Serum ferritin is nonspecifically elevated in a wide range of inflammatory conditions, autoimmune disorders, acute infections, and malignancies [31, 32]. Serum ferritin is recognized as a marker of acute and chronic inflammations and is also a marker of iron store [33]. The increase of serum ferritin level is significant in anemia resolution. Compared with healthy subjects, patients with CKD have increased levels of markers of anemia, insulin resistance, oxidative stress, and inflammation [34, 35]. Regarding the relationship of CKD with anemia and inflammation, in terms of anemia, ferritin level has to be lower in the decreased eGFR group than in the normal eGFR group. However, in terms of inflammation, ferritin level has to be higher in the decreased eGFR group than in the normal eGFR group. In the present study, anemia indices, such as RBC, Hb, and Hct, were lower in the decreased eGFR group than in the normal group; however, inflammation indices, such as WBC, were higher in the former. Further, ferritin level was higher in the decreased eGFR group than in the normal eGFR group. There is currently no consensus on whether ferritin in patients with CKD should be considered as a marker of anemia or inflammation. We believe that an increase of ferritin in patients with CKD should be considered as a marker for inflammation but not for anemia. Kell et al. reported that ferritin is the final product of oxidative stress and inflammation, and serum ferritin can be a better marker of inflammation than of iron status in inflammatory diseases [10]. Some studies suggested that ferritin, which is elevated as a product of oxidative stress and inflammation, cannot be used for haem synthesis [33, 36]. Wish suggested that Hb, percentage of hypochromic red cells, and soluble transferrin receptor should be used rather than ferritin and TSF in diagnosing IDA in CKD patients [37]. In our study, GFR was estimated from the simplified equation developed using MDRD data. In the current guidelines, the Chronic Kidney Disease Epidemiology Collaboration (CKD-EPI) equation using serum creatinine and cystatin C is recommended [38]. However, since glomerular filtration cannot be measured directly in humans, true GFR cannot be known with certainty in either method [39]. Therefore, there is a requirement for standardization across methods of measuring eGFR, including the development of more accurate eGFR equations.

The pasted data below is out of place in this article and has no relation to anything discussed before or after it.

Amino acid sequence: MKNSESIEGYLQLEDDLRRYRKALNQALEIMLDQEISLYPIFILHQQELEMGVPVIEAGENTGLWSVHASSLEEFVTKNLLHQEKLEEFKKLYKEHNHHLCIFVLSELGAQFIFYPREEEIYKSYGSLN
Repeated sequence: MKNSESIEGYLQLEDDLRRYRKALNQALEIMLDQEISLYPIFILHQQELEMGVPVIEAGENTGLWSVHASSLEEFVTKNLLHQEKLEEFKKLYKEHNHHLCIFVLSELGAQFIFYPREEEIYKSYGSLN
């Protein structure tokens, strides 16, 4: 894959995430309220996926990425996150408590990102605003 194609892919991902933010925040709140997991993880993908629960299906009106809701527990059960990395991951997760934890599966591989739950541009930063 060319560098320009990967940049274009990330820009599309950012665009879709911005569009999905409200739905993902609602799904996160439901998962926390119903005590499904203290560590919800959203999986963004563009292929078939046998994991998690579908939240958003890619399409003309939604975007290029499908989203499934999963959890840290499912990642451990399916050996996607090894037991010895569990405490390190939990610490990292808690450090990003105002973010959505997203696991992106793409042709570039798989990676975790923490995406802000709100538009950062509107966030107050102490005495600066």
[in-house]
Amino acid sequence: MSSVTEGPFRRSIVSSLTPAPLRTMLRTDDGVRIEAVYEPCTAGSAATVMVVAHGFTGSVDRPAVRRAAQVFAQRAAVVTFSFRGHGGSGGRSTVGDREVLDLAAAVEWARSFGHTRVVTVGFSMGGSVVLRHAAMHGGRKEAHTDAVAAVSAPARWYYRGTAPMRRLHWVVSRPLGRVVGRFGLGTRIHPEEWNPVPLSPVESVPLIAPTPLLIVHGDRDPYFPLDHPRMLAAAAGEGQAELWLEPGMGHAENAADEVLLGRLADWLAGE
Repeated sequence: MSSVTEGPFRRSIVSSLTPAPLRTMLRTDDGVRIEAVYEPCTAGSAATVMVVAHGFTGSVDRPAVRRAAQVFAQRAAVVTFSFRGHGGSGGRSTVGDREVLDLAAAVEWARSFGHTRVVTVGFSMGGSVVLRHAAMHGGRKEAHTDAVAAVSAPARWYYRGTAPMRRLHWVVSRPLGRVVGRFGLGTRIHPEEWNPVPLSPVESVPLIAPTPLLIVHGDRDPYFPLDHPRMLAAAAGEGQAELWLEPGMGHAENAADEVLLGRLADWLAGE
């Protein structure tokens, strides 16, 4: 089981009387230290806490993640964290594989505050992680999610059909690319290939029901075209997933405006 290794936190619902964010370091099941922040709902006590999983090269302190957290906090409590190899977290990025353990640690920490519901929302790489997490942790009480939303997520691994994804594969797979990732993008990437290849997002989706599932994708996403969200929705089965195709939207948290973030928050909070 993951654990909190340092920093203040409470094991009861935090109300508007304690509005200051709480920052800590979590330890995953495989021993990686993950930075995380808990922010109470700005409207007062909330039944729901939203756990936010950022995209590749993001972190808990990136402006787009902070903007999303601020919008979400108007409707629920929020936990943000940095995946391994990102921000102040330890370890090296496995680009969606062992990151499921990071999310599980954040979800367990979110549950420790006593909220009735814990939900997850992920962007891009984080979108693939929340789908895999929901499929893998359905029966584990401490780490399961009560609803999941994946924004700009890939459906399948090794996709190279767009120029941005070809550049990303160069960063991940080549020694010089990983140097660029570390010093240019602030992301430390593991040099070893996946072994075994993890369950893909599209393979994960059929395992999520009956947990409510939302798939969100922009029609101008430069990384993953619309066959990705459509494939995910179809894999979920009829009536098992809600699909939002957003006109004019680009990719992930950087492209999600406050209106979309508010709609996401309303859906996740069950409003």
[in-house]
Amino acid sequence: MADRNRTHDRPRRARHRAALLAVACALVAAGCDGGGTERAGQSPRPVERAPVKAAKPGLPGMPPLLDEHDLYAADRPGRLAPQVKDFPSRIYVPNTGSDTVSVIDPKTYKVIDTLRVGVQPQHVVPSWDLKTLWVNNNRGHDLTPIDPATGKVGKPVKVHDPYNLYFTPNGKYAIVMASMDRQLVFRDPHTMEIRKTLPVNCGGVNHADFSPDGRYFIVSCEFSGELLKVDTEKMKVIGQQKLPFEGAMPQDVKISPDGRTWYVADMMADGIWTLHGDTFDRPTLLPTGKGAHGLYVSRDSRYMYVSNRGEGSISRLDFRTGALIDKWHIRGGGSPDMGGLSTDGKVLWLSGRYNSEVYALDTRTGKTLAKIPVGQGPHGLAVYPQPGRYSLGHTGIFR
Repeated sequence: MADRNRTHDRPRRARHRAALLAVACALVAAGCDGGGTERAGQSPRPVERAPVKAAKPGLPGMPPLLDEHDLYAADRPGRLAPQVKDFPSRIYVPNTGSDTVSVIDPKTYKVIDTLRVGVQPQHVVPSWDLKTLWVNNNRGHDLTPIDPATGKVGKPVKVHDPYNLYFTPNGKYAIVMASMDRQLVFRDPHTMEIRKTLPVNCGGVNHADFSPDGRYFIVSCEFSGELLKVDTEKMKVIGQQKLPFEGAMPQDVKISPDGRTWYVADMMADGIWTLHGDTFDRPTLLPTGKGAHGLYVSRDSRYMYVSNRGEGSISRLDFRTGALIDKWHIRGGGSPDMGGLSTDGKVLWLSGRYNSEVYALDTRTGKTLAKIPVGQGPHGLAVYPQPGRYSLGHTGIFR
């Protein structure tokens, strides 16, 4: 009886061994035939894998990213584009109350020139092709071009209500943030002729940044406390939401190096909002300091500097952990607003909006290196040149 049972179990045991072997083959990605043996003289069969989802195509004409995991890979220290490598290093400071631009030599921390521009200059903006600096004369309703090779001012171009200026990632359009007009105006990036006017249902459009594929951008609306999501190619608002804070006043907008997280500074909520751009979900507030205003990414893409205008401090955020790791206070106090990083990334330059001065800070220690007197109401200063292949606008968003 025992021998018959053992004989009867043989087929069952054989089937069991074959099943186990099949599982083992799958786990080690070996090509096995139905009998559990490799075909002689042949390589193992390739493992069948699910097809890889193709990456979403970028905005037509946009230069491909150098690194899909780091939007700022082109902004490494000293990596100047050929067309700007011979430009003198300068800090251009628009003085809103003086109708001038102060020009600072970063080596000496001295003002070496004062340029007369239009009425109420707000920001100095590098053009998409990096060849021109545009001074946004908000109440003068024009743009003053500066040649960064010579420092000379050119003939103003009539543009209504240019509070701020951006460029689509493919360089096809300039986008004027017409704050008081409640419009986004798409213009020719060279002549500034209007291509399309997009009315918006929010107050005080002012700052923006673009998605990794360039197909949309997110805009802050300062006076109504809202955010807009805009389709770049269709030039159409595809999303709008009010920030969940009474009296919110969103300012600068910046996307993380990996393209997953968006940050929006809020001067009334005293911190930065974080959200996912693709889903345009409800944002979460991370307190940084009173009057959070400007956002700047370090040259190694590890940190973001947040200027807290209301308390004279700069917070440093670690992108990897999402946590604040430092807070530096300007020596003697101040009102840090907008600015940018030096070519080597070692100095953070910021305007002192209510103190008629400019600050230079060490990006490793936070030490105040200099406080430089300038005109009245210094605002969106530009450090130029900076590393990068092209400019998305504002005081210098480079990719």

The present study has some limitations. First, hepcidin is an important determinant of ferritin. However, hepcidin was not employed in the KNHANES V-3 study (2012) and thus the related data are not incorporated in this study. Second, GFR was estimated from the simplified equation developed using MDRD data. In the current guidelines, the use of the CKD-EPI equation using serum creatinine and cystatin C is recommended. However, since glomerular filtration cannot be measured directly in humans, true GFR cannot be known with certainty in either method. Therefore, there is a requirement for standardization across methods of measuring eGFR, including the development of more accurate eGFR equations. Third, because this study was a cross-sectional study, the scope of establishing a causal relationship between ferritin and CKD was limited. Therefore, more accurate results may be obtained by performing a cohort study.

In conclusion, the present study investigated the relationship between eGFR and uACR and ferritin in Korean adults using data from the KNHANES VI-3 conducted in 2012. Chronic kidney disease was positively associated with ferritin level in Korean adults but albuminuria was not significant.

요 약

본 연구는 대한민국 성인에서 eGFR 및 uACR과 Ferritin의 관련성에 대한 연구이다. 2012년 국민건강영양조사자료에서 20세 이상의 4,948명을 대상으로 관련변수를 보정한 후, 만성신장질환(CKD, eGFR<60 mL/min/1.73 m2) 및 알부민뇨(uACR≥30 mg/g)에 따른 페리틴 수준을 분석하였다. 만성신장질환군의 ferritin 수준(M±SE) [103.04±6.59 mL/min/1.73 m2; 95% confidence interval (CI), 90.12∼115.96]은 정상군(84.87±1.16 mL/min/1.73 m2; 95% CI, 82.59∼87.14)에 비하여 유의하게 높았다(P=0.007). 그러나 정상군(82.72±4.09 mg/g; 95% CI, 74.71∼90.73)과 알부빈뇨군(82.72±4.09 mg/g; 95% CI, 74.71∼90.73)의 ferritin 수준은 유의한 차이가 없었다(P=0.487). 결과적으로, 대한민국 성인에서 만성신장질환과 ferritin수준은 양의 상관관계가 있었지만, 알부빈뇨에서는 유의한 차이가 없었다.

Acknowledgements

This paper was supported by Wonkwang Health Science University in 2019.

Conflict of interest

None

Author’s information (Position)

Yoon H, Professor; Lee JH, Professor.